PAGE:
Progressive Christian Trust Manifesto

Prologue to Progressive Christian Trust Manifesto

Copyright © 2012 by Howard Pepper

It’s been about 2 ½ centuries since Christian thinkers began re-examining traditions which stood largely unexamined and unchanged for over a millennium.  Much that is helpful has been uncovered and taught.  Changing times and deepening knowledge have pulled along these new understandings, but only slowly.  They continue to do so.  However, the need to speed up the updating of Christianity is increasingly pressing.  Much appears to be at stake.

Now, if rapidly revising it remains unfeasible, we must at least gradually and consciously, purposefully revise it.  Such a process may appear a challenge to “revealed” truth to some.  It need not be taken that way. It can also be conceived as the ongoing and inevitable process of uncovering truth and expressing it in today’s vernacular.  An honest search for truth is never to be feared.  Even the strongest of traditionalists like to affirm the quote from the Gospel of John of Jesus saying, “…The truth shall make you free.”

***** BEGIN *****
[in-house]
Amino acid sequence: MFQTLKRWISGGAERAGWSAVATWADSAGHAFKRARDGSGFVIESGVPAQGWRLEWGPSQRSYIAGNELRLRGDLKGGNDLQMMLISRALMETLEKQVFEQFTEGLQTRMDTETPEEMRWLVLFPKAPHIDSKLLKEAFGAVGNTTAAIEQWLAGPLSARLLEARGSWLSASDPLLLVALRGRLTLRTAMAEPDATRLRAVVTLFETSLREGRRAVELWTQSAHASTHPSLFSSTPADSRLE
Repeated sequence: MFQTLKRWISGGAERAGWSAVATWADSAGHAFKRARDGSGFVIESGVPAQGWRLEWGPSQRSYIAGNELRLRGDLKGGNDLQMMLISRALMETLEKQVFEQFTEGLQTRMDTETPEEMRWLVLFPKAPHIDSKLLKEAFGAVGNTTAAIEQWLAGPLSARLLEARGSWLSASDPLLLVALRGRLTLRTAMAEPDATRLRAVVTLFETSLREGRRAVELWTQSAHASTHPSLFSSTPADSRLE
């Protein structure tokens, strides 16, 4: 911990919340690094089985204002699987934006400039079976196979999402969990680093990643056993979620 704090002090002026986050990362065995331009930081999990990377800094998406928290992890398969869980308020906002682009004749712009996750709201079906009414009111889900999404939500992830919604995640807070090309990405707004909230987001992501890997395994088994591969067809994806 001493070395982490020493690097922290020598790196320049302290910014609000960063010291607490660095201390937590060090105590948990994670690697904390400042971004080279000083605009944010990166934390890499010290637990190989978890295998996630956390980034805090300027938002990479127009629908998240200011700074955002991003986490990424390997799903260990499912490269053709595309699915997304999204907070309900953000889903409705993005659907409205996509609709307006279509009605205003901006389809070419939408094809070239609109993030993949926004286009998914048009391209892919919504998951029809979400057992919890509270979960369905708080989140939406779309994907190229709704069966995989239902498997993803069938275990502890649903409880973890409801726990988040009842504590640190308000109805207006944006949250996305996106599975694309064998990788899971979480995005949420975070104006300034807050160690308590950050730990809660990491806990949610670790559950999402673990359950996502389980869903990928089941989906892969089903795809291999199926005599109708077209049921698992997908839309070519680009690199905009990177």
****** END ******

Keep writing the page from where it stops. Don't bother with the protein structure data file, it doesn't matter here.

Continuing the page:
We must be open-eyed. The revision of understandings and expressions of Christian faith is demanding: intellectual and emotional investment accompanied by courage, serious self-reflection and sometimes risk-taking. But it carries high potential rewards.  Those who we will inevitably engage are not only ourselves and those who perceive and believe like us, but friends, family and colleagues who remain comfortable in, if not adamant about more traditional forms of Christian faith.

The following points of a “Progressive Christian Trust Manifesto” growing out of Christian culture, stories and thought forms, should be seen as merely a starting point for focused conversations.  These will be, to the best of our ability, respectful dialog and mutual exploration.  The points in the Manifesto are not meant as a fixed “statement of faith” or set of dogmas.